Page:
Impressed, his sister said he should give illustrated lectures. The shy Subramanyam honed his talking skills and gave his first presentation in Jayanagar in 1954. Ten years later, when he screened his slides on the monuments of Delhi, the response was so good that he decided to pursue the sculptural route. "I gradually slipped into the theme of temple architecture," says Subramanyam who now has a repertoire of 27 topics, a stock of a thousand slides and has given hundreds of such presentations.

These cover the Chalukyan architecture (7th to 8th Century A.D), Kalyani Chalukyas, (later period — 10th and 11th Century), Pallavas, Cholas, Pandyas and the Nayaks. The Buddhist temples at Sarnath and Gaya, the Jain temples of Gujarat and Rajasthan, the Gomateshwara of Chennarayapatna and Gomatagiri, the Hindu temples of Orissa and Gujarat, are among the other subjects. Indo-Saracenic architecture and Islamic architecture find place.

So do themes such as the representation of Lord Siva, as well as elephants, horses, crocodiles and Madanikas, in Indian sculpture. Not content with this, Subramanyam also goes West in his quest and can bring the beauty of the four seasons of America to Indian lecture halls and show you the birth and the evolution of high-rise buildings of Manhattan!The art aficionado, who has studied Sanskrit for 12 years, laces his presentations with quotations from the Upanishads and Sanskrit poetry.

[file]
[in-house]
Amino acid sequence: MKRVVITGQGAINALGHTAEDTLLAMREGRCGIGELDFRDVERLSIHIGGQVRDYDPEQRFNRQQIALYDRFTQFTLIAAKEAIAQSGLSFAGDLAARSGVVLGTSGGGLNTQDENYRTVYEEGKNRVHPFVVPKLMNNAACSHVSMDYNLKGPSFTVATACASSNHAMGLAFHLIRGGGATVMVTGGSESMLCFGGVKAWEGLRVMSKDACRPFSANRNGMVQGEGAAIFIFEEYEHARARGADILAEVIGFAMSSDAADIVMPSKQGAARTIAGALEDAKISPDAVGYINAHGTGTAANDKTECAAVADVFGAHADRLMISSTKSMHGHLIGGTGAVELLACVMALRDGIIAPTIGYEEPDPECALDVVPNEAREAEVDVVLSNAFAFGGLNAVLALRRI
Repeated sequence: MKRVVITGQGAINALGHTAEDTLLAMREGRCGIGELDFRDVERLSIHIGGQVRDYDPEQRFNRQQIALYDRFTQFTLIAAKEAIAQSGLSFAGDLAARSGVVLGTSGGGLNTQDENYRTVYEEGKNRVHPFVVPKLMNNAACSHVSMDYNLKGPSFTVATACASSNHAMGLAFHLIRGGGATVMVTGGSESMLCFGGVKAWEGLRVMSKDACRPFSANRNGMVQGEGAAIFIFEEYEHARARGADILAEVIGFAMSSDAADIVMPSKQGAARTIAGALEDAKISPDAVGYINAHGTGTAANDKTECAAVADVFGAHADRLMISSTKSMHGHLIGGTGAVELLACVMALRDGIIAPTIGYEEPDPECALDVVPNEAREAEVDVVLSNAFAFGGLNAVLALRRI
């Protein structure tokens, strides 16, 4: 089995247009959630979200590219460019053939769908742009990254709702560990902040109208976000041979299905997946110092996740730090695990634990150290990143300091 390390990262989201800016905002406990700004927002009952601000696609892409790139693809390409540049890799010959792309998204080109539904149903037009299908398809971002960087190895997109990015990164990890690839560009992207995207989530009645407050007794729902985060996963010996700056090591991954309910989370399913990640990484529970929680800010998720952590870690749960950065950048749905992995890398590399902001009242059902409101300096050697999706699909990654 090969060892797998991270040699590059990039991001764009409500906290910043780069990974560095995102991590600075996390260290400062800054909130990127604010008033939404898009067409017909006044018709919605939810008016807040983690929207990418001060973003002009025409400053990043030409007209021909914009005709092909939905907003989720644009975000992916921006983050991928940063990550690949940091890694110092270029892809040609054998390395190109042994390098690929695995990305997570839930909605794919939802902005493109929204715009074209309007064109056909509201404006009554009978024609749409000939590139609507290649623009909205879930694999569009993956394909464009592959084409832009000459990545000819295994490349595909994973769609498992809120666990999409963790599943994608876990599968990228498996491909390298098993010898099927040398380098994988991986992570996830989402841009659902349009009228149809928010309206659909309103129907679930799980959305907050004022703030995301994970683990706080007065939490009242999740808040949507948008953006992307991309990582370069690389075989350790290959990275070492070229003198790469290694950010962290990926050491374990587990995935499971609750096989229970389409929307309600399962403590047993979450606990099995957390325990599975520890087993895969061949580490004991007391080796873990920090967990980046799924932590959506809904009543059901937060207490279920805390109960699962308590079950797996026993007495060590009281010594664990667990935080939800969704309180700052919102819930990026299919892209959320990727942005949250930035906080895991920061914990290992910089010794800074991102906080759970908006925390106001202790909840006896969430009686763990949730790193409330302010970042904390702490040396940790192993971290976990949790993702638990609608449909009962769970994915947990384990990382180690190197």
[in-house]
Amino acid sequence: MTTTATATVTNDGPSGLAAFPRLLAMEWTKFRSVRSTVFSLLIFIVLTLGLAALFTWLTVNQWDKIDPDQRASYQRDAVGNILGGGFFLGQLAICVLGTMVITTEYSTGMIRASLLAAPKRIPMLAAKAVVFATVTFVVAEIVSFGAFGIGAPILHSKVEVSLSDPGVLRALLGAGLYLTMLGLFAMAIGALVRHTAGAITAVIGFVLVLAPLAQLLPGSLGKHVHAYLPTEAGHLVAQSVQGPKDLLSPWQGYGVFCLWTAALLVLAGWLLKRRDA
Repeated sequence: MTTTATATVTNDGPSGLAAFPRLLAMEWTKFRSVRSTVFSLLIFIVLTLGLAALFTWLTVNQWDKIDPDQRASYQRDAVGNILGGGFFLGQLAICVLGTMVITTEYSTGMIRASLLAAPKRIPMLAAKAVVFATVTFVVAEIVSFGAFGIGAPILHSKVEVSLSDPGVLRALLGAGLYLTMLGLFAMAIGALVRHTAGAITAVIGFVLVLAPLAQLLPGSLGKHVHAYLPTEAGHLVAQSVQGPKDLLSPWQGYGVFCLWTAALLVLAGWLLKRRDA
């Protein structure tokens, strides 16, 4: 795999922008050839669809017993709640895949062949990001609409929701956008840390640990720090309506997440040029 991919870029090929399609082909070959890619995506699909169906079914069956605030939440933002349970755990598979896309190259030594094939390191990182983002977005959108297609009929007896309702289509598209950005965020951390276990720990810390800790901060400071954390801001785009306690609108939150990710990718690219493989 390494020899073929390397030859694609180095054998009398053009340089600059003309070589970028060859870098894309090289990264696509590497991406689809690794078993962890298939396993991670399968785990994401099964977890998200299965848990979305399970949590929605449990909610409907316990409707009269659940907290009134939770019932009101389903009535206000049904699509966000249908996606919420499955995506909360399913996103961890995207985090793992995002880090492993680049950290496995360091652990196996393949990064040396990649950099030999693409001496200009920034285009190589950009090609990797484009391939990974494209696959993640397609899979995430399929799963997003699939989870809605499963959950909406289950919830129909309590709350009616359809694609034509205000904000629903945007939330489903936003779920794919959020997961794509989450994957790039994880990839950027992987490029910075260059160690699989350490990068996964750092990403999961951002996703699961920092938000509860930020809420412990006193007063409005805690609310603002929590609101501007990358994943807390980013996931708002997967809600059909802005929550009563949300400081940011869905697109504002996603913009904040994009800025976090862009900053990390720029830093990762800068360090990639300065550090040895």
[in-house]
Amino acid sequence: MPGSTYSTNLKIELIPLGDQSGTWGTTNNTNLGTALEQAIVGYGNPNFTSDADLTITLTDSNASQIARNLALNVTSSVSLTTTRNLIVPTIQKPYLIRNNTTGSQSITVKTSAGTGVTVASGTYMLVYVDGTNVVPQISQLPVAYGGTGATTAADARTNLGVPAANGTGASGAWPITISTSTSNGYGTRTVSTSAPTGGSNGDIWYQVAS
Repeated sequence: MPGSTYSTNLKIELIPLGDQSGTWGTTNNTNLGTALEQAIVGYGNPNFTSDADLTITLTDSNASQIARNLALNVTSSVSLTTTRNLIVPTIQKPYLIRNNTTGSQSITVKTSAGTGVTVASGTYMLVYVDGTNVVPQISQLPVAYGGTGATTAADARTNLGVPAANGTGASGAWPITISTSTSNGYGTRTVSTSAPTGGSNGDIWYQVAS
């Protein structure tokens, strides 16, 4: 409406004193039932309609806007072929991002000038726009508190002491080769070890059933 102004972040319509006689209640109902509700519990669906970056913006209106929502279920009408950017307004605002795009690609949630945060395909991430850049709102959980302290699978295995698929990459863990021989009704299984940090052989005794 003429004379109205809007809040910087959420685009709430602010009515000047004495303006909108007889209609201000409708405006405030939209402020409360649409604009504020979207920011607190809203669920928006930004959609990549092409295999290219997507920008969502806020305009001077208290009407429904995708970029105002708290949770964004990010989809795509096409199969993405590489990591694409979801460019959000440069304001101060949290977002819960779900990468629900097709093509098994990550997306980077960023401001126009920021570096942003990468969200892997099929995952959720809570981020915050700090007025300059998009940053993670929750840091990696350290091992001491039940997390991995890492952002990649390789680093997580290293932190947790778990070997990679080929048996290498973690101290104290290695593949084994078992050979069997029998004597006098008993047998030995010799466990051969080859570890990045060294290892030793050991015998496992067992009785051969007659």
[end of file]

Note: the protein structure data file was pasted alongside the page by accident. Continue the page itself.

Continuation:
He has given talks at the National Museum, New Delhi (which he tells you with a tinge of pride has been appreciated by Prof. Sivaramamurthy) and also at various universities, including the Banaras Hindu University and the universities of Jaipur, Jodhpur and Karnataka. "Each temple takes at least three days to photograph in order to obtain the right effects," says Subramanyam who has also trained in clay modelling and painting and is a collector of art as well. "My wife, Neela, has been a great source of encouragement," he says. "While Indians are interested in Western culture, Americans evince interest in our traditions," he says. "Before the advent of TV, more people would attend the lectures. Even among the older people, very few are interested in sculpture. I wish to create an appreciation of our wonderful heritage and of the grandeur of conception and execution by the unnamed Indian artist." Indian artists, enormously talented but anonymous, are our unsung heroes, says the octogenarian. Thanks to him, one could salute them anew.